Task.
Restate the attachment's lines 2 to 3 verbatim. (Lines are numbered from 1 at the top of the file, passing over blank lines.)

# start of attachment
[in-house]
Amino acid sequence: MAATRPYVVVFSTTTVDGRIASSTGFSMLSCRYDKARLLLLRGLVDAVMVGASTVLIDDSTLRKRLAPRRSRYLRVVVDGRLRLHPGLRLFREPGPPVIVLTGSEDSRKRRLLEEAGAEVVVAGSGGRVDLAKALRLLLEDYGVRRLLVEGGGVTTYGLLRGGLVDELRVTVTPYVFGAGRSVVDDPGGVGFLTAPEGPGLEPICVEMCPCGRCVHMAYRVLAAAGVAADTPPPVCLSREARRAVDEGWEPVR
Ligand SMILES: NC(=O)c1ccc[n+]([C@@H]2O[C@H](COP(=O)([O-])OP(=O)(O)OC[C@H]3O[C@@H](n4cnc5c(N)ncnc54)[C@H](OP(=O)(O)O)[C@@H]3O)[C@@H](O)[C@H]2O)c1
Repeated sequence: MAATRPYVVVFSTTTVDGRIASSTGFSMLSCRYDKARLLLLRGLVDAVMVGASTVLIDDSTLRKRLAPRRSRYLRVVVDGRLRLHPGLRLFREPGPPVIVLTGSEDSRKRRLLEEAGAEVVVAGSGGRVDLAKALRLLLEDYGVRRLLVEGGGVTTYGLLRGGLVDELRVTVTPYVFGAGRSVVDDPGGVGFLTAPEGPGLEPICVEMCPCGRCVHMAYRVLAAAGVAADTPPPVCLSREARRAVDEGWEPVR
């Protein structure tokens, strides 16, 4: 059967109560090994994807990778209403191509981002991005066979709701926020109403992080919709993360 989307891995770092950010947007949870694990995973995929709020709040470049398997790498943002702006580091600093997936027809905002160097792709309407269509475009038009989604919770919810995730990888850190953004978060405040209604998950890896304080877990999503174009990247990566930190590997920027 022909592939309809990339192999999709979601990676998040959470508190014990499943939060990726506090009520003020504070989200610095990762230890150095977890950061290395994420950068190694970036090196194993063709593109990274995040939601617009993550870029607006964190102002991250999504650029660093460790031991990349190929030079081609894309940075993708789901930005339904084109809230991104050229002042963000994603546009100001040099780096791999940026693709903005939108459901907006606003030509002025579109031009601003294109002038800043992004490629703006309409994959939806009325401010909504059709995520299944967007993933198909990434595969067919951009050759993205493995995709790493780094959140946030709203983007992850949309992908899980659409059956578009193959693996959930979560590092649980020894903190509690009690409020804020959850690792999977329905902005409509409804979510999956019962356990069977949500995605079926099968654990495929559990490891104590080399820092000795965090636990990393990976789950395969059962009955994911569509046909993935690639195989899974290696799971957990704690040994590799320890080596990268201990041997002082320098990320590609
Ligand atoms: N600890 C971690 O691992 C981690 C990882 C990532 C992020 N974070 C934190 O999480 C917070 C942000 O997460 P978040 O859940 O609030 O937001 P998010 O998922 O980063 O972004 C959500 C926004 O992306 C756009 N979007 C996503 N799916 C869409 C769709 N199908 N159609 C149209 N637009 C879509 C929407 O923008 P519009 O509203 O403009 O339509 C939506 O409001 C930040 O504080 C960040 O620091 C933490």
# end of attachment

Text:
Amino acid sequence: MAATRPYVVVFSTTTVDGRIASSTGFSMLSCRYDKARLLLLRGLVDAVMVGASTVLIDDSTLRKRLAPRRSRYLRVVVDGRLRLHPGLRLFREPGPPVIVLTGSEDSRKRRLLEEAGAEVVVAGSGGRVDLAKALRLLLEDYGVRRLLVEGGGVTTYGLLRGGLVDELRVTVTPYVFGAGRSVVDDPGGVGFLTAPEGPGLEPICVEMCPCGRCVHMAYRVLAAAGVAADTPPPVCLSREARRAVDEGWEPVR
Ligand SMILES: NC(=O)c1ccc[n+]([C@@H]2O[C@H](COP(=O)([O-])OP(=O)(O)OC[C@H]3O[C@@H](n4cnc5c(N)ncnc54)[C@H](OP(=O)(O)O)[C@@H]3O)[C@@H](O)[C@H]2O)c1